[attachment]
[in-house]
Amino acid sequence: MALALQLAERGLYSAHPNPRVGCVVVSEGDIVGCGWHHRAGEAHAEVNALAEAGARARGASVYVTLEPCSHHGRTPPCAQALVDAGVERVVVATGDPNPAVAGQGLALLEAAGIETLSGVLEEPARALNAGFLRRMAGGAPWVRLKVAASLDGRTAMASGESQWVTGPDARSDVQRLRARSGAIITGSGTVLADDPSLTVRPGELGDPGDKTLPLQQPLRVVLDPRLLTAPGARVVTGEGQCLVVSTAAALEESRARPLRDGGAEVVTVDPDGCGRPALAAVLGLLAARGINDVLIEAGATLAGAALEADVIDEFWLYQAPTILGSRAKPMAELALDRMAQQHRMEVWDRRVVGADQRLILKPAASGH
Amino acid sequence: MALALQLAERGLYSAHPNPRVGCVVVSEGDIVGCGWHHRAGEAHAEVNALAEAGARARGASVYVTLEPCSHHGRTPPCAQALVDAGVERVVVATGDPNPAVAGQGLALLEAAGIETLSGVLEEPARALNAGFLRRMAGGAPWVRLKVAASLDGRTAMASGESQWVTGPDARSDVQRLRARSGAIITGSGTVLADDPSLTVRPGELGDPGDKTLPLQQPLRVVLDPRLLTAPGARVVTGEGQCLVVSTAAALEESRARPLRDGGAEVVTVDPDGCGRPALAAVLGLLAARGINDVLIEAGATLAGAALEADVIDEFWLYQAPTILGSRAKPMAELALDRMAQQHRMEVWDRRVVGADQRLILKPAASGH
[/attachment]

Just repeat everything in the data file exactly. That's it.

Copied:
[in-house]
Amino acid sequence: MALALQLAERGLYSAHPNPRVGCVVVSEGDIVGCGWHHRAGEAHAEVNALAEAGARARGASVYVTLEPCSHHGRTPPCAQALVDAGVERVVVATGDPNPAVAGQGLALLEAAGIETLSGVLEEPARALNAGFLRRMAGGAPWVRLKVAASLDGRTAMASGESQWVTGPDARSDVQRLRARSGAIITGSGTVLADDPSLTVRPGELGDPGDKTLPLQQPLRVVLDPRLLTAPGARVVTGEGQCLVVSTAAALEESRARPLRDGGAEVVTVDPDGCGRPALAAVLGLLAARGINDVLIEAGATLAGAALEADVIDEFWLYQAPTILGSRAKPMAELALDRMAQQHRMEVWDRRVVGADQRLILKPAASGH
Amino acid sequence: MALALQLAERGLYSAHPNPRVGCVVVSEGDIVGCGWHHRAGEAHAEVNALAEAGARARGASVYVTLEPCSHHGRTPPCAQALVDAGVERVVVATGDPNPAVAGQGLALLEAAGIETLSGVLEEPARALNAGFLRRMAGGAPWVRLKVAASLDGRTAMASGESQWVTGPDARSDVQRLRARSGAIITGSGTVLADDPSLTVRPGELGDPGDKTLPLQQPLRVVLDPRLLTAPGARVVTGEGQCLVVSTAAALEESRARPLRDGGAEVVTVDPDGCGRPALAAVLGLLAARGINDVLIEAGATLAGAALEADVIDEFWLYQAPTILGSRAKPMAELALDRMAQQHRMEVWDRRVVGADQRLILKPAASGH